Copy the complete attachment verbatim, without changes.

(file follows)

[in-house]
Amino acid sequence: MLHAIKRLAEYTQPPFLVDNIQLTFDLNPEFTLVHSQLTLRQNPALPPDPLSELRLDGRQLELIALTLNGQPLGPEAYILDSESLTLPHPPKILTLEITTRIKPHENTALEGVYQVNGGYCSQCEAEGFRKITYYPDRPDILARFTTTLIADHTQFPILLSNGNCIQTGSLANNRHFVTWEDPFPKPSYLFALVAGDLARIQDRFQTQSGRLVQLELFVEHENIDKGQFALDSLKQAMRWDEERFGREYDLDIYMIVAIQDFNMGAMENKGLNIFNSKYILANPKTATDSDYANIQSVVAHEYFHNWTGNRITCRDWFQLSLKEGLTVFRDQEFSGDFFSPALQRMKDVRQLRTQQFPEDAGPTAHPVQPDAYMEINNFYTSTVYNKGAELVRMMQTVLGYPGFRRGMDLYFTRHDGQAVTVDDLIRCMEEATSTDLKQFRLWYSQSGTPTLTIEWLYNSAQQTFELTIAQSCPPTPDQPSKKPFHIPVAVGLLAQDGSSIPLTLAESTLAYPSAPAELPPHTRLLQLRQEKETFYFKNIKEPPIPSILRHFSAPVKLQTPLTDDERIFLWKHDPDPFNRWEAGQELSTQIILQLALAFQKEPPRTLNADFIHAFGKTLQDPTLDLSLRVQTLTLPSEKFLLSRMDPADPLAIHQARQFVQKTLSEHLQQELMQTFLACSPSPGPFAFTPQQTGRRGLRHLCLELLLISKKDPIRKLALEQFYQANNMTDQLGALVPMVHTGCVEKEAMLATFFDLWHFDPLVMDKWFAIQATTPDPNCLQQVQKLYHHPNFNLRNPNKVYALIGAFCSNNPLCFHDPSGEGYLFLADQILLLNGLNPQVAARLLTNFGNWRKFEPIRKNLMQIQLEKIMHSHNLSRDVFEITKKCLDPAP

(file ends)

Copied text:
[in-house]
Amino acid sequence: MLHAIKRLAEYTQPPFLVDNIQLTFDLNPEFTLVHSQLTLRQNPALPPDPLSELRLDGRQLELIALTLNGQPLGPEAYILDSESLTLPHPPKILTLEITTRIKPHENTALEGVYQVNGGYCSQCEAEGFRKITYYPDRPDILARFTTTLIADHTQFPILLSNGNCIQTGSLANNRHFVTWEDPFPKPSYLFALVAGDLARIQDRFQTQSGRLVQLELFVEHENIDKGQFALDSLKQAMRWDEERFGREYDLDIYMIVAIQDFNMGAMENKGLNIFNSKYILANPKTATDSDYANIQSVVAHEYFHNWTGNRITCRDWFQLSLKEGLTVFRDQEFSGDFFSPALQRMKDVRQLRTQQFPEDAGPTAHPVQPDAYMEINNFYTSTVYNKGAELVRMMQTVLGYPGFRRGMDLYFTRHDGQAVTVDDLIRCMEEATSTDLKQFRLWYSQSGTPTLTIEWLYNSAQQTFELTIAQSCPPTPDQPSKKPFHIPVAVGLLAQDGSSIPLTLAESTLAYPSAPAELPPHTRLLQLRQEKETFYFKNIKEPPIPSILRHFSAPVKLQTPLTDDERIFLWKHDPDPFNRWEAGQELSTQIILQLALAFQKEPPRTLNADFIHAFGKTLQDPTLDLSLRVQTLTLPSEKFLLSRMDPADPLAIHQARQFVQKTLSEHLQQELMQTFLACSPSPGPFAFTPQQTGRRGLRHLCLELLLISKKDPIRKLALEQFYQANNMTDQLGALVPMVHTGCVEKEAMLATFFDLWHFDPLVMDKWFAIQATTPDPNCLQQVQKLYHHPNFNLRNPNKVYALIGAFCSNNPLCFHDPSGEGYLFLADQILLLNGLNPQVAARLLTNFGNWRKFEPIRKNLMQIQLEKIMHSHNLSRDVFEITKKCLDPAP